Did you know that one in three of us don’t get enough sleep? From hectic work schedules and overactive minds to bouts of stress, our sleep is usually the first thing to suffer when we’ve got a lot on our plate. Bed manufacturer Sealy UK’s Worldwide Sleep Census polled more than 15,000 respondents around the globe and discovered that 77 percent of Brits fail to wake up refreshed and well-rested each morning and that British women lose 10 days per year due to ‘sleep debt’ – the time spent lying awake when we should be sleeping. Make sure you’re not one of these statistics by adapting your diet to contain sleep-inducing foods for a perfect night’s slumber.
Choose coconut water
Try drinking a glass of pure coconut water in the evening to encourage a restful night’s sleep. Coconut water is an excellent source of ‘electrolyte’ minerals: potassium, calcium, magnesium, phosphorous and sodium. Balanced levels of these minerals are necessary to maintain normal muscle action, nerve function and hydration in our body. Deficiencies or imbalances can cause cramping and restless legs at night, which can lead to disturbed sleep.
Change your sleep cycle with cherries
Cherries can help to get us in a regular sleep pattern. Cherries have been found to contain small amounts of melatonin, the hormone that regulates our sleep cycles. Although all cherries may contain some melatonin, tart Montmorency cherries in particular have been found in a clinical trial to increase the body’s melatonin levels and increase sleep time.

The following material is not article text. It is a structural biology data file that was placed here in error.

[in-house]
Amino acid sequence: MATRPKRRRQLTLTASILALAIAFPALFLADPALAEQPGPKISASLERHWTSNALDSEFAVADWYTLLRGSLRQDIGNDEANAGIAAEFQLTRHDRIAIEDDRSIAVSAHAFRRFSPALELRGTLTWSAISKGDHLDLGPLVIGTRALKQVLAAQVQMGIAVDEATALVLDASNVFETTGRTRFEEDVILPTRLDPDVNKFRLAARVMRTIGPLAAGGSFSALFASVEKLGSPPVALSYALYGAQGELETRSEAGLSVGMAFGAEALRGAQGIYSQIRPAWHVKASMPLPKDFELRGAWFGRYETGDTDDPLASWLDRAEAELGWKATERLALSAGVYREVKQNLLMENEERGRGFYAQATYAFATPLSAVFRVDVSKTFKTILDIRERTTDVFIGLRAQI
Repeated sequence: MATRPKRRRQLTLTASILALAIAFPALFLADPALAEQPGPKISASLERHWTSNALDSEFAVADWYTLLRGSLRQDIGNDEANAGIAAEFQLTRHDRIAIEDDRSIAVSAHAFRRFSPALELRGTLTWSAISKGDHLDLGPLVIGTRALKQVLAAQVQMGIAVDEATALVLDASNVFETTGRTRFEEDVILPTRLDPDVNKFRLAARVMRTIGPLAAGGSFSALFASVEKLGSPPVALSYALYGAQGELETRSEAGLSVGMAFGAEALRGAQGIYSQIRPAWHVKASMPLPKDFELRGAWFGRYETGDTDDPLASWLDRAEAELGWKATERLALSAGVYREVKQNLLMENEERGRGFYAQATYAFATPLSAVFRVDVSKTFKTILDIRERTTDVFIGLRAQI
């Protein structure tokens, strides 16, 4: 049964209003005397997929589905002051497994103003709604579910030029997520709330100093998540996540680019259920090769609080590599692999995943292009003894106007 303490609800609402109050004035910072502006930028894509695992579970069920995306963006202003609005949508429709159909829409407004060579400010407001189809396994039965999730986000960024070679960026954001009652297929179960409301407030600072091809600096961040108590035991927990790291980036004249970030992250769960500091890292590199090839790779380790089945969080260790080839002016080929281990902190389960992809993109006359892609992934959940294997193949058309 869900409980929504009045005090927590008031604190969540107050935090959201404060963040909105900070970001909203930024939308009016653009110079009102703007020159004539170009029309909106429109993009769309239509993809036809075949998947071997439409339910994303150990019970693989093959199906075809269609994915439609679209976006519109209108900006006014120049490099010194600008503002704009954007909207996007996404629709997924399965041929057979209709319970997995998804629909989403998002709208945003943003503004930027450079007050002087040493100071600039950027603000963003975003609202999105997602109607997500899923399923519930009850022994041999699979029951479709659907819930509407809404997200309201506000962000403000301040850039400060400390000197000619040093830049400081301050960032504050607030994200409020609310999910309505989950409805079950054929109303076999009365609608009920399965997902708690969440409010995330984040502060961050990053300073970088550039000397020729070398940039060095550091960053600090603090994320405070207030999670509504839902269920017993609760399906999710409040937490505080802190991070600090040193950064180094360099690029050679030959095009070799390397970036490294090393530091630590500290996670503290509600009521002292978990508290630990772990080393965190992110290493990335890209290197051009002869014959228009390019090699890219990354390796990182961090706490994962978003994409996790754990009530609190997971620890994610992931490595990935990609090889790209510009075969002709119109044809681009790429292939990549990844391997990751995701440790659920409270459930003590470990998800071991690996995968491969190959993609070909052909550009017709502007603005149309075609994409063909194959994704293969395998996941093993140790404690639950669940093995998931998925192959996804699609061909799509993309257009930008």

Prepare yourself for a good snooze with pumpkin seeds
Add a sprinkling of pumpkin seeds to sugar-free yoghurt or a salad to give your regular meals a sleep-enhancing boost. Pumpkin seeds are high in natural magnesium, one of the roles of magnesium is allowing the muscle fibres in our body to relax, counteracting calcium, which causes muscles to contract. It is also thought that magnesium has a role in the normal function of the pineal gland, which produces melatonin.
Complex carbs are key
Combat unexpected wake up calls in the middle of the night by controlling your blood sugar. If you regularly wake in the middle of the night, especially if it’s suddenly and your head is racing, have a small snack of complex carbohydrates, such as an oatcake about an hour before bed. This will prevent your blood sugar levels from dropping during the night. You may not think you need much energy while you’re asleep, but your brain and body still need glucose to keep working. If levels fall too low, this can cause the release of adrenaline and cortisol, which can wake you up. To avoid this, make sure you have some slow-releasing carbohydrates in the evening, such as brown rice with your evening meal.
Feel more relaxed with fish
Another good way to help maintain melatonin levels in the bloodstream is to eat more fish, as fish is an abundant source of vitamin B6, which produces melatonin. Try adding the likes of tuna and salmon to your diet on a regular basis, to help you get a better night’s sleep.